At Christmas time, tradition and nostalgia appeal to many people. As I look back on over 50 years of Christmas memories I can reflect on the way my family celebrated Christmas as a boy and the changes we have made, first as Ann and I got married, then had our own children and now to new adaptations as we see our granddaughter growing in awareness of the season.
Many Christians recognise that most longstanding Christmas traditions have pagan origins and so have adopted the catchphrase 'putting Christ back into Christmas'. Did you know that the first Christians did not celebrate Christmas at all? In fact it was approximately 300 years after Christ's resurrection and ascension that his birth was celebrated for the first time. This took place on 25th December 336 during the rule of Emperor Constantine, the first Christian Roman Emperor. A few years later Pope Julius I declared that the 25th December would the official date for celebrating Jesus' birth. Until that time the focus of Christian celebration had surrounded his death, resurrection, ascension and promised return.
There are many theories as to why the 25th December was chosen but a significant factor is probably the fact that there were many Pagan midwinter festivals celebrated around the time of the winter solstice. Instituting a major Christian festival at that time provided a way to distract people from their pagan origins and focus on Christ.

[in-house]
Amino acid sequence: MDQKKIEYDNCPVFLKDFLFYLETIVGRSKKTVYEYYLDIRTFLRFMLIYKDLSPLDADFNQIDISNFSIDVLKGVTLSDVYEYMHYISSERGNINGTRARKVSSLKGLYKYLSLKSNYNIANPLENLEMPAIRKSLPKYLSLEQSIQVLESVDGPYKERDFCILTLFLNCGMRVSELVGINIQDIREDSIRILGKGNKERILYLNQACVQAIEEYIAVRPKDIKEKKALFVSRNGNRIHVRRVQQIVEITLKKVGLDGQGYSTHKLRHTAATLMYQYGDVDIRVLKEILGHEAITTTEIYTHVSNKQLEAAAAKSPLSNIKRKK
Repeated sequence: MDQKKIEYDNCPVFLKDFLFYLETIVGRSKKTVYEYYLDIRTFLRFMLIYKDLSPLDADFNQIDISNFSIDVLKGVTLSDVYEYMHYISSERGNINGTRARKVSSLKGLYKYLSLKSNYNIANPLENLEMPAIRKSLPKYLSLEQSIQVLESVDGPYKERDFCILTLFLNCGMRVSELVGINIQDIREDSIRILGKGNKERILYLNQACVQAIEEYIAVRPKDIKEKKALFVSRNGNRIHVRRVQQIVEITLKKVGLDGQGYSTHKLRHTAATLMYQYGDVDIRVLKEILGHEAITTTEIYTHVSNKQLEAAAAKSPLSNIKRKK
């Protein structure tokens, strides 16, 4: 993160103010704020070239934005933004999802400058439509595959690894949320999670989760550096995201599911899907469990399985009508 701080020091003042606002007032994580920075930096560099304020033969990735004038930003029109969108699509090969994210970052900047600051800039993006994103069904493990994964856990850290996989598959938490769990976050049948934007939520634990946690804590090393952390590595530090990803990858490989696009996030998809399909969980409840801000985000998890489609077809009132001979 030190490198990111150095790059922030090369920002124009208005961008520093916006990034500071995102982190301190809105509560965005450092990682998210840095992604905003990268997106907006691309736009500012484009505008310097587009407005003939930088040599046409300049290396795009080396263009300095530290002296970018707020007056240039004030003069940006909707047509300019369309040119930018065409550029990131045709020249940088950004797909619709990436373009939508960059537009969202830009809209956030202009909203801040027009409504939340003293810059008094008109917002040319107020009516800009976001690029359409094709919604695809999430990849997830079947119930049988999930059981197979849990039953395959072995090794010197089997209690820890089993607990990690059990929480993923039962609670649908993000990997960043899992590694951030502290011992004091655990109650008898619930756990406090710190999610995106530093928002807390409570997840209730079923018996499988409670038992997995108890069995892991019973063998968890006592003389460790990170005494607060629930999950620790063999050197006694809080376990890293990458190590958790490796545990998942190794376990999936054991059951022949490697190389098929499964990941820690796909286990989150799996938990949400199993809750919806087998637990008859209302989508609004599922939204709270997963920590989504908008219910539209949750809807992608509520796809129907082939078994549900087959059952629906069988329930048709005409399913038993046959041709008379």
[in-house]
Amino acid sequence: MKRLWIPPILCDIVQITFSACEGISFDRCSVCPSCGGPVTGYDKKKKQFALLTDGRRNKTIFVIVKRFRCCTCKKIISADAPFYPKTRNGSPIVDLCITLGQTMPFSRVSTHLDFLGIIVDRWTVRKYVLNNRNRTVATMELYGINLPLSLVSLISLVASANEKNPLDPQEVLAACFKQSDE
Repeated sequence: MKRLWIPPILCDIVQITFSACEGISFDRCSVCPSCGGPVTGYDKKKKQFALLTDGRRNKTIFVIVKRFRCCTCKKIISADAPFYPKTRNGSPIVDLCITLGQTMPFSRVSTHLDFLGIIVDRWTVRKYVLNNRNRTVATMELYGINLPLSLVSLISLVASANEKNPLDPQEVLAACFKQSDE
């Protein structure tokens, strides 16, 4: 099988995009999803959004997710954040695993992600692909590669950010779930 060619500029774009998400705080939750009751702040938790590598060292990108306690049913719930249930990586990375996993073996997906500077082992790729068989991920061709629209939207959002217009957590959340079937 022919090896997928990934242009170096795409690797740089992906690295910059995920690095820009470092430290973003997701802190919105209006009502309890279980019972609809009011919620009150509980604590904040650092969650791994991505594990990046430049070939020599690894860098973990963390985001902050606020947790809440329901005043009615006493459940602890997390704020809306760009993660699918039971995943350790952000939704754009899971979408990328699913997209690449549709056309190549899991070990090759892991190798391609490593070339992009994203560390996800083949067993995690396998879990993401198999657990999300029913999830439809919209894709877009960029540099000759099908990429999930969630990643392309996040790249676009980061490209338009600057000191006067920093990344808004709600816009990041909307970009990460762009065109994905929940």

Some Christian groups have reacted to this knowledge and advocated abandoning celebrating Christmas. Whilst I respect the sincerity of their position, refusing to celebrate something that has no biblical or early church precedent, I think it misses an opportunity. During December children up and down our country are rehearsing their Christmas productions which will be performed in school halls and church buildings. A lot of the details will lack historical accuracy (see the True or False? Christmas quiz) but at the centre of many productions will be the truth that Jesus was born just a little over 2,000 years ago.
Even though the PC brigade will pressure people to celebrate the Holiday Season or Winterval there is still a significant understanding in our culture that recognises that Christmas has something to do with Jesus. By participating in traditions such as Christmas trees and Santa Claus we have an opportunity to build a cultural bridge that enables us to talk about Jesus. My plea would be that we don't stop at the baby in the manger but that we point to the truths that were important to the early church. Whatever the season Christ taught us to celebrate his death and resurrection in the sure and certain hope that the ascended Christ will come again to judge the world. Yes the baby was born to be the Saviour of the world, but it was as an adult man, rather than a tiny baby, that Jesus accomplished his glorious mission. It was on the cross that he cried out 'it is finished'. It is for that reason that the cross rather than a manger is the universal symbol of Christian faith. Let's unashamedly stand under that banner.